Saturday, January 20, 2007

On The True Cross

You may have noticed, particularly if you read my other blogs, that some things tend to get on my nerves. I'd have to say the worst offender is the habit that was rampant in the late 20th century of considering all our ancestors to be hopeless idiots because they didn't have the benefit of our superior intellectual powers. I won't comment, except to suggest you read the Summa Theologica and Catcher In The Rye. That ought to make it clear.
Now, one of the most ridiculous examples is an old line you've probably heard. "There are enough relics of the Cross to make a whole forest of crosses." You've heard that one, haven't you? I've been hearing it for years and I've even said it on occasion. I omitted the sneer that usually accompanies it, however. Then I did something that has to be avoided like the plague if you want to hold on to nostrums of this sort. I started thinking about it. Stop and think about how much wood is in the average tree. Run with it and think about how much wood would be needed to make a forest. That's a lot of wood. In order for the existing relics of the True Cross to make a forest, there'd have to be a hefty chunk in every Catholic and Orthodox church in the world. There isn't. Get the picture?
I'm not generally dumb enough to think I'm the first to think about things like this, so I did some research. It seems the first to come up with this particular bit of horsehockey was an expert in inventing nonsense, the great John Calvin. Really unimpeachable source, that. He was modest about it. Didn't say a forest, just enough to fill a ship. It took later dimbulbs to exaggerate the estimate.
Back in 1870, a man named Rohault de Fleury wrote Memoire sur les Instrument de la Passion. He tracked down the existing relics and started figuring. The Cross would have been about three or four meters tall. Not much room for argument on that. Fleury estimated that its volume would have been about 178 cubic meters. Then he started estimating the size of all known relics of the Cross and started adding. They add up to about 4 cubic meters. Calvin's ship must have been the one that kept his rubber ducky company in the bathtub. We won't even think about the matchstick forest.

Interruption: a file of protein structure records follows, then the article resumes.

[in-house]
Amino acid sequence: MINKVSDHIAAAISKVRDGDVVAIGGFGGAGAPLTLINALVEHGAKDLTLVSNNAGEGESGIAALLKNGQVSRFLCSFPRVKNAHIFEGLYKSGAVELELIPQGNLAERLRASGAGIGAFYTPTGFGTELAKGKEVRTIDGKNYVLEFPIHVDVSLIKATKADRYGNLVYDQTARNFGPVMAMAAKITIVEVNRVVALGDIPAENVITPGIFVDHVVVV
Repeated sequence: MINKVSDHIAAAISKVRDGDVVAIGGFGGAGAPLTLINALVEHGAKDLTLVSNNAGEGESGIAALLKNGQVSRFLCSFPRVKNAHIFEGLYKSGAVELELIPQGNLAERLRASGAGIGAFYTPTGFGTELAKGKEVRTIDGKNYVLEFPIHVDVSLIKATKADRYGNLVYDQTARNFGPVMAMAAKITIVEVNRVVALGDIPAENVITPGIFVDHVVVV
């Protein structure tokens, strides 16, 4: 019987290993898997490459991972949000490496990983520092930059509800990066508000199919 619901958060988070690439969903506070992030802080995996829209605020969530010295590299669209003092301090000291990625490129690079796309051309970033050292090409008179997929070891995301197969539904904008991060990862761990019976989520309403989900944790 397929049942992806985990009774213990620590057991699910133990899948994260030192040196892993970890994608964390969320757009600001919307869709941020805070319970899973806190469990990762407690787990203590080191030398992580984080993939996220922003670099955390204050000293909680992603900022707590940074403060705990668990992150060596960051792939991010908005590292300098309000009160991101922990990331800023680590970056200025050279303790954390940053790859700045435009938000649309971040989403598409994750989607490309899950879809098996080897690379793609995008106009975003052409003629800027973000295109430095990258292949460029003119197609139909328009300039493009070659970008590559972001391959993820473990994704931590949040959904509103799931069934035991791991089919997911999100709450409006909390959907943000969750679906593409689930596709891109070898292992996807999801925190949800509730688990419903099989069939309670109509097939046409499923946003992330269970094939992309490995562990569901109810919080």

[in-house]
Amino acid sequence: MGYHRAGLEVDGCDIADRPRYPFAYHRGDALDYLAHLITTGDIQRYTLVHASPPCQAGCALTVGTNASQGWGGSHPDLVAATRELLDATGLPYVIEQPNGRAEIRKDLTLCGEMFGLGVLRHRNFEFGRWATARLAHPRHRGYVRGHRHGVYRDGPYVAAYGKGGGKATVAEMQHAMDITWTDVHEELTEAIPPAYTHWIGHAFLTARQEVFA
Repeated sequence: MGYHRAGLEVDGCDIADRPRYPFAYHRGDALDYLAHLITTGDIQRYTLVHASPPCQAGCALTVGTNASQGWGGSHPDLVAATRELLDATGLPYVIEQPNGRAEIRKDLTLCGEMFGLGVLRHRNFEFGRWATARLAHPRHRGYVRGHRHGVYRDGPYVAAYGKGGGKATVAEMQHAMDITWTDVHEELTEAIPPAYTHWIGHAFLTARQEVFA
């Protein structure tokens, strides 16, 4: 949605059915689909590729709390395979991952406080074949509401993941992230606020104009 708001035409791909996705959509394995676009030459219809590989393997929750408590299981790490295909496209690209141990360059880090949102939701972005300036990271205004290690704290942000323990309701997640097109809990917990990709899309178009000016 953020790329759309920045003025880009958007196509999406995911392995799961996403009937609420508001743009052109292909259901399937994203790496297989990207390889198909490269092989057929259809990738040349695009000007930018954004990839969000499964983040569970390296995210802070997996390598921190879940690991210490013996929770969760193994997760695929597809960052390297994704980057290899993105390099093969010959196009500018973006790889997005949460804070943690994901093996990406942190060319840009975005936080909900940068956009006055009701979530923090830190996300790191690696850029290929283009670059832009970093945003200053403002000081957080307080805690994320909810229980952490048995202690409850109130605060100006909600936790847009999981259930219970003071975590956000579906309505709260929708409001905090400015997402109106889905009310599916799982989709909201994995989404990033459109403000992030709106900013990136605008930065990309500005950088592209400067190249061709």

By the way, the picture is the largest surviving relic of the True Cross, at the monastery of San Toribio in Spain. Am I saying all the relics of the Cross are genuine? Probably not. But it's no more "scientific" to deny the possibility that some are genuine than to accept the lot without question. For more, click HERE
(Photo Credit)


Hooda Thunkit said...

Yeah, but what are you going to do when relic collectors are clamoring for more..., you "find" more. . .

After all, business IS business ;-)

Jeffrey Smith said...

I can only partly agree. The relatively small number of spurious relics speaks well for the restraint of collectors. By the way, I'm tracking down a collection of impressive relics in a local parish.